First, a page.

Turkish state foreign policy embarrassment has become a consistent staple in its involvement of cooperative support and command of the SNA and its amalgam of factions. A further pertinent example of international law breaches by the actions of these factions occurred in October 2019, after Ahrar al-Sharqiya assassinated the Secretary-General of the Future Syrian Party, Hevrin Khalaf. It was during the 2019 Turkish military invasion into Syria that the murder of this prominent diplomat, along with nine others, took place on the M4 highway in Northeastern Syria. The brutality of the act of their execution undoubtedly constitutes a war crime under international law, which directly reflects upon Turkish command structure and state involvement within the utilisation of these proxy militias to forward aims.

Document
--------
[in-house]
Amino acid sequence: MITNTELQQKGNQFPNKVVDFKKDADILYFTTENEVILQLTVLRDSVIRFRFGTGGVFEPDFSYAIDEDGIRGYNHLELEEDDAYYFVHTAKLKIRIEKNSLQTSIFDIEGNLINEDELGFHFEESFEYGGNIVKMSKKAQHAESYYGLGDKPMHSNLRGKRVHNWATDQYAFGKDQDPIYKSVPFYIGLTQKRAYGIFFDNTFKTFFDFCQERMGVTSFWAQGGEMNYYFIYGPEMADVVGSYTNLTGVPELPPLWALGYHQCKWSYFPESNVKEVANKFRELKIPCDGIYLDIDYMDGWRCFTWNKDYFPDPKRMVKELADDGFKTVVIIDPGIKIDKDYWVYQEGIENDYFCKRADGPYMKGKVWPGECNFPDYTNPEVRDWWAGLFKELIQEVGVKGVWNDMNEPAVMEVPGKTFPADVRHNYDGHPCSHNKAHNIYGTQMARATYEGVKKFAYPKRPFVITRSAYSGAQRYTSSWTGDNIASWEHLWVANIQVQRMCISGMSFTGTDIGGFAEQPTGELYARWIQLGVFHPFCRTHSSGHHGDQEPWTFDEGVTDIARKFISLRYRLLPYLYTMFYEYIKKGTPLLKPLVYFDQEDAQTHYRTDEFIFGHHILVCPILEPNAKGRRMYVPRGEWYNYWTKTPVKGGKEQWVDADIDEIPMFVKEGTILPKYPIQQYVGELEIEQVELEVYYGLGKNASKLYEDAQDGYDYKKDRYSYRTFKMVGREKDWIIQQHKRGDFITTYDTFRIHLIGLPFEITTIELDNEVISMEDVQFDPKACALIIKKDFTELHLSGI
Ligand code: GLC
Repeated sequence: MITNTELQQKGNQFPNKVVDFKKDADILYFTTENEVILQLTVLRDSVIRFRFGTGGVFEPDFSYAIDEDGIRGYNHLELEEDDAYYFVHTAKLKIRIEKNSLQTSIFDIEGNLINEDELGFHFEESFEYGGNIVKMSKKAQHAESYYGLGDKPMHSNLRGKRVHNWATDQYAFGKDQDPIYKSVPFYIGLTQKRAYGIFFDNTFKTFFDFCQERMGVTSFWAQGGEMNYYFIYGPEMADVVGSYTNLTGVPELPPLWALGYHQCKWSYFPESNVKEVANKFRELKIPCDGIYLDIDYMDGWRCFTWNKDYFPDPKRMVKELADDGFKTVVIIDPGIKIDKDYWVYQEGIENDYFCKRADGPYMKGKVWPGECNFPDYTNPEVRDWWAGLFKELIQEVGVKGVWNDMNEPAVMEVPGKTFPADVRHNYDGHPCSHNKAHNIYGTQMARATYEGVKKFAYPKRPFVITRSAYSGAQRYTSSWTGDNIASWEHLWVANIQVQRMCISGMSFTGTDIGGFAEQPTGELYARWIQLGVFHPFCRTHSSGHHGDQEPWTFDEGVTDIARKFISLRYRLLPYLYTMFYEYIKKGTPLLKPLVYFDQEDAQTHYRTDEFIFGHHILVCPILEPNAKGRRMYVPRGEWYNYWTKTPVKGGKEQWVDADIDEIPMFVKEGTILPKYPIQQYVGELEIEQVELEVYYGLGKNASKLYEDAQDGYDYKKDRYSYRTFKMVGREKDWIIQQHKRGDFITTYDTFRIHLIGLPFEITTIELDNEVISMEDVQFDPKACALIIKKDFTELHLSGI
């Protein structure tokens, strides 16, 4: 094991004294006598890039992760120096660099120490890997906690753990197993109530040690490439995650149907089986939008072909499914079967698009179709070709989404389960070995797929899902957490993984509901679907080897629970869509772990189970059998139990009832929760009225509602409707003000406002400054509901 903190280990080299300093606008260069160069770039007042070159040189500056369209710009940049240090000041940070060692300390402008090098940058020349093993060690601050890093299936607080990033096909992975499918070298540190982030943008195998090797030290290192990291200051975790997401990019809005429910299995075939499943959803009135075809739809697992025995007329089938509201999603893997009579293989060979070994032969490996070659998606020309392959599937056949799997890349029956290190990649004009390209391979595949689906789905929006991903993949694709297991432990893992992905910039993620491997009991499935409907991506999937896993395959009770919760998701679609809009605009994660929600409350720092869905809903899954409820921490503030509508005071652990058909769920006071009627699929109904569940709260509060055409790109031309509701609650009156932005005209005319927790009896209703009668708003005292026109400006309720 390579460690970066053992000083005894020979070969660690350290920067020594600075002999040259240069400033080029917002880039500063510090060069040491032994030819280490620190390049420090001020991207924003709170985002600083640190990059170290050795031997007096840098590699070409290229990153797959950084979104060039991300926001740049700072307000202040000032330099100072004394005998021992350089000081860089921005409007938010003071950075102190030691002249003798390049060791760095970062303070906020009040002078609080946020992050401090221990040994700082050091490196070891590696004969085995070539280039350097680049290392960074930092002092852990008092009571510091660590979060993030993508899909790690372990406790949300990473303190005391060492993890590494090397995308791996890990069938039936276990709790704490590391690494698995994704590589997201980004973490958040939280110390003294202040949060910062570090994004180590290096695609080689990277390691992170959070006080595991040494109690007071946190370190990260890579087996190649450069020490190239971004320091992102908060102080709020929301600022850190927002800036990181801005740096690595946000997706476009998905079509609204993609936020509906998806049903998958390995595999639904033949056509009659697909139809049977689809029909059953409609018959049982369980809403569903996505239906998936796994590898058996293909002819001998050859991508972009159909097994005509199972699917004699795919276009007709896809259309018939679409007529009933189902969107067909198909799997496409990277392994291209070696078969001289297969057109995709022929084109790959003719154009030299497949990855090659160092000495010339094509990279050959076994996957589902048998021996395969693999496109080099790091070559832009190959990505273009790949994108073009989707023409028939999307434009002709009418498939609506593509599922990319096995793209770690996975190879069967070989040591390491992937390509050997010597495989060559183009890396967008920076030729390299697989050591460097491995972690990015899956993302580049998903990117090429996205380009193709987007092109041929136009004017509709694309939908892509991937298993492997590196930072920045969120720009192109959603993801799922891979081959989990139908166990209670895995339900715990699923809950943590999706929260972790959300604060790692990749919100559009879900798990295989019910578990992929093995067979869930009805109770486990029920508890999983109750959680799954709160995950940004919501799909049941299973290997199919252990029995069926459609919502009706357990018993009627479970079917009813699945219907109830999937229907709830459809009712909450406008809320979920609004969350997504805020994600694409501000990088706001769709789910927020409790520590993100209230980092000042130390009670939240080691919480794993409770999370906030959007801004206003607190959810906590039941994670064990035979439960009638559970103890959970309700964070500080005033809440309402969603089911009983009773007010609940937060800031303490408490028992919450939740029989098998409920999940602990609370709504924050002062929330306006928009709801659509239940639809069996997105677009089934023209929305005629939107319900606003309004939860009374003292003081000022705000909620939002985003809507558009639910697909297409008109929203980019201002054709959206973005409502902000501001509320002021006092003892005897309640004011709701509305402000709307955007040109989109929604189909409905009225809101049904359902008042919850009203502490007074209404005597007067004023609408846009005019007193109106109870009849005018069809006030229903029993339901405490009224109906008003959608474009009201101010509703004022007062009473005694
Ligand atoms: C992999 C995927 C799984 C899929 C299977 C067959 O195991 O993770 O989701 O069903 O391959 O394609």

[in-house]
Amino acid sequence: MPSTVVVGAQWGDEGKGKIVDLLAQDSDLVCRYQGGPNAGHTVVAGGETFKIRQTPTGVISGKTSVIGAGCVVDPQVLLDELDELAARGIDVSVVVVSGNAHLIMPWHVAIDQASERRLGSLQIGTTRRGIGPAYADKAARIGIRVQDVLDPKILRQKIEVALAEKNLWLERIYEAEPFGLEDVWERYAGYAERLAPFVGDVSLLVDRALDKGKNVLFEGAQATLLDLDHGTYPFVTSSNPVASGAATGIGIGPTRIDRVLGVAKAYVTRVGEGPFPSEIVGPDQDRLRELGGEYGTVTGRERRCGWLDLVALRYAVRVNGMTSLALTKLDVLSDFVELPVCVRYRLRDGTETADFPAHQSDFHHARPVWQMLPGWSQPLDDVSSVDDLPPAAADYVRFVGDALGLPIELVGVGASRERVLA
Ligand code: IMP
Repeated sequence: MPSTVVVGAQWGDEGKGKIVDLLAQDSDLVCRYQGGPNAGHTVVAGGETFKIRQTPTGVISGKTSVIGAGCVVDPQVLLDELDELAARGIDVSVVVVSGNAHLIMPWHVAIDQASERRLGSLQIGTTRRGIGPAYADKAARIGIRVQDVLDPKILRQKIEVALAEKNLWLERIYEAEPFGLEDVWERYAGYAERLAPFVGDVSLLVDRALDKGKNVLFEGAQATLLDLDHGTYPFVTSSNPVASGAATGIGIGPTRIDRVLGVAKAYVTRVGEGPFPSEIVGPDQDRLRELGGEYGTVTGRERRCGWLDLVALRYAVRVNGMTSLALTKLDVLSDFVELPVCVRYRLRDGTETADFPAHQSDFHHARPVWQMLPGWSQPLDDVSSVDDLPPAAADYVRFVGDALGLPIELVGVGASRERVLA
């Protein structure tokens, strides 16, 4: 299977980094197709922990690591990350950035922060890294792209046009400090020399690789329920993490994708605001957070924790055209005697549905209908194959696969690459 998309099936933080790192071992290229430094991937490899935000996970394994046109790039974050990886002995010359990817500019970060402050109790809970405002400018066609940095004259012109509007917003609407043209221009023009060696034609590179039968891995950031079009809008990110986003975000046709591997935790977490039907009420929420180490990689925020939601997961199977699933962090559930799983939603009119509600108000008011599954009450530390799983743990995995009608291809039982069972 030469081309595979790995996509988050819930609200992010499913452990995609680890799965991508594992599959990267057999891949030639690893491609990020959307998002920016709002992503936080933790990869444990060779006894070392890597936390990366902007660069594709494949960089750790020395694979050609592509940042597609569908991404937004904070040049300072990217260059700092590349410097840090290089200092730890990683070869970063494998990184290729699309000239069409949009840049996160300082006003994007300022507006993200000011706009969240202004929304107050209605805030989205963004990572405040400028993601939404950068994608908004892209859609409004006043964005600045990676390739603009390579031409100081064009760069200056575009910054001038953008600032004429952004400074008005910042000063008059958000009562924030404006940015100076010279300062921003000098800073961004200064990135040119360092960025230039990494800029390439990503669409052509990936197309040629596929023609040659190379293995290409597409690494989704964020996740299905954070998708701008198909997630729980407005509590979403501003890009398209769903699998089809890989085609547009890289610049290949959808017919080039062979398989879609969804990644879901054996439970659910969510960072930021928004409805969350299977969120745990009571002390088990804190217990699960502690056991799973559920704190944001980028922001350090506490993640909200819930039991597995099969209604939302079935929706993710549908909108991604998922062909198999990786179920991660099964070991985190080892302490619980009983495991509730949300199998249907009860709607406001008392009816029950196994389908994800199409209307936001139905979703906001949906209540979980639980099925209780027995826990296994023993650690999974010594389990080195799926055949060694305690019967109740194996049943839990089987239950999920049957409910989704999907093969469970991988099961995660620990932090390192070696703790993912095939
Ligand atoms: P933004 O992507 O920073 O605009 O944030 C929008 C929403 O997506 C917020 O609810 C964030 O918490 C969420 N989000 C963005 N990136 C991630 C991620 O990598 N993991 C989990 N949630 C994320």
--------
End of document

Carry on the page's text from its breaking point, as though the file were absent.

Further examples of where this ethical quagmire raises questions upon the effectiveness of militia adherence to international law can be witnessed within the wider Iraqi and Libyan theatres. In this instance, there are examples of both atrocities and material siphoning from proxy forces under the central command of the United States of America. This is specifically found within the structure of Iraqi domestic security governance, where the informal militias of the Popular Mobilisation Units engage in security preservation within the county. A quagmire arises due to the U.S. support for the Iraq state forces, including that of the PMUs. As the PMU are established as an informal militia, the ability to ensure a well-established line of command and control is called into question, particularly with regards to criticisms of sectarian violence and utilisation by Iran to project power within the country. This development has created logistical dilemmas of material support of the U.S. to the Iraqi government, with U.S made heavy weapons, armour, and financial aid routinely siphoned into the hands of the PMU militia. The political rhetoric of U.S support for the PMU militia deteriorated rapidly from 2016 to 2021, from U.S. Lt Gen. Stephen J. Townsend referring to the militia as “remarkably disciplined” to the U.S. State Department then denouncing the militia as Iranian backed proxies.